Cleto Munari, Ettore Sottsass and Carlo Scarpa

The Cleto Munari Collection: the Design Auction of the Century

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Cleto Munari, Ettore Sottsass and Carlo Scarpa
Cleto Munari was 42 years old in 1972 when he met his 66 year-old mentor, collaborator, and friend, Carlo Scarpa (middle), both seen here with Ettore Sottsass, who’s on the right.

It’s remarkable to think that Cleto Munari has seen as much design history as he has. We say this because his vibrant sensibilities and lively curiosity make the fact that he is 84 years old a surprising one. He’s pictured here, as a young man, with Carlo Scarpa and Ettore Sottsass. If you know anything about design, you recognize those names as iconic; ironically, you may be less likely to know Munari’s name because he has always been the force behind making sure that cutting-edge designs find their way into the marketplace rather than the face associated with the products. This doesn’t mean he’s not a dreamer and a designer, though as he so pointedly told JoAnn Locktov—founder of Bella Figura Communications and a leading light in the social media and public relations arenas—he calls himself neither.

“Many years ago when I met Cleto for the first time, I tried to figure out what he was exactly. A designer? A producer? An impresario? A dreamer? An inventor?” Locktov explains. “I finally just asked him, ‘Cleto, what are you?’ He answered me quickly, not hesitating for a second: ‘I am a poet.’ He may express his ideas with color and shape and material instead of words, but I do believe my friend has the soul of a poet.”
Silver cutlery by Carlo Scarpa for Cleto Munari
A silver cutlery set designed by Carlo Scarpa for Cleto Munari Design Associates is in the permanent collection of the Metropolitan Museum of Art. Munari eats with his set every day. “It is ergonomically perfect and a feast for the eyes,” he says.

Her meeting him is a story in itself: “In 2006, I was celebrating my birthday in Venice with eight American friends and eight Italian friends (it was a big birthday!) and my friend Eric Engstrom discovered that Cleto had worked with Carlo Scarpa. Being a Scarpa fanatic, Eric found the address of Cleto’s studio in Vicenza and all of us Americans went to visit! Can you imagine? Eight Americans up three flights of stairs, knocking on the door of this enchanting studio and being greeted by Cleto amidst the most stunningly designed glass, silver and furniture you could imagine! It was like a museum exhibit that started with the most beautiful Italian design of the seventies (with Scarpa and Sottsass), and continued through Botta, Mendini, Graves, Meier, Hollein, Ho, Malevic, Portoghesi, Palterer, Vieira, Ito, Tusquets and, of course, Cleto’s own magnificent designs. It was like strolling along the architecture walk of fame!”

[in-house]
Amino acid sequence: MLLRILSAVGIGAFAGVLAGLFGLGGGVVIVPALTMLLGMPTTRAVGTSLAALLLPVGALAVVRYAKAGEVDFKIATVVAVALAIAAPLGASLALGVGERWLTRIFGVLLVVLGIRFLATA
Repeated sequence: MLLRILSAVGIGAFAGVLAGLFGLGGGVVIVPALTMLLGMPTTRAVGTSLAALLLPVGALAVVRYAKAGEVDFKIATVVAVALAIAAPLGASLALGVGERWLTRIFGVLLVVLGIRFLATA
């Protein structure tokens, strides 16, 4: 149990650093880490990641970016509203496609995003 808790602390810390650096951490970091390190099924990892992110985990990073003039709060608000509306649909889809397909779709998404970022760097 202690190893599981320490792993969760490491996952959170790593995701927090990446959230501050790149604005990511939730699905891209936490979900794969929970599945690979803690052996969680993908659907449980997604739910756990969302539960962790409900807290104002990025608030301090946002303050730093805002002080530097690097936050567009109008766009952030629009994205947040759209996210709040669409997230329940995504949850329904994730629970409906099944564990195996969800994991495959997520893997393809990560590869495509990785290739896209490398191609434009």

Andy Warhol Torn Paper portrait of Scarpa
Both Munari and Scarpa met Andy Warhol at Harry’s Bar in Venice. Later, Munari commissioned Warhol to create this torn paper portrait of Scarpa, but the work wasn’t completed until after Scarpa’s death.

Imagine JoAnn’s surprise when she learned last week that Cleto would be putting his personal collection up for auction on April 24 at Pierre Bergé in Brussels. “Work by Scarpa, Sottsass, Palladino, Mendini, and many other architects and artists will be auctioned off,” she remarks. “The Warhol portrait of Scarpa was a revelation to me: I didn’t know it existed! Apparently after Scarpa died, Cleto asked Warhol to paint the portrait in homage to his dear friend. Warhol agreed, using a photo of the lauded architect. I can’t even imagine how many other stories there are, and the fact that Cleto is starting anew at 84 is a clear sign there is no stopping this man!”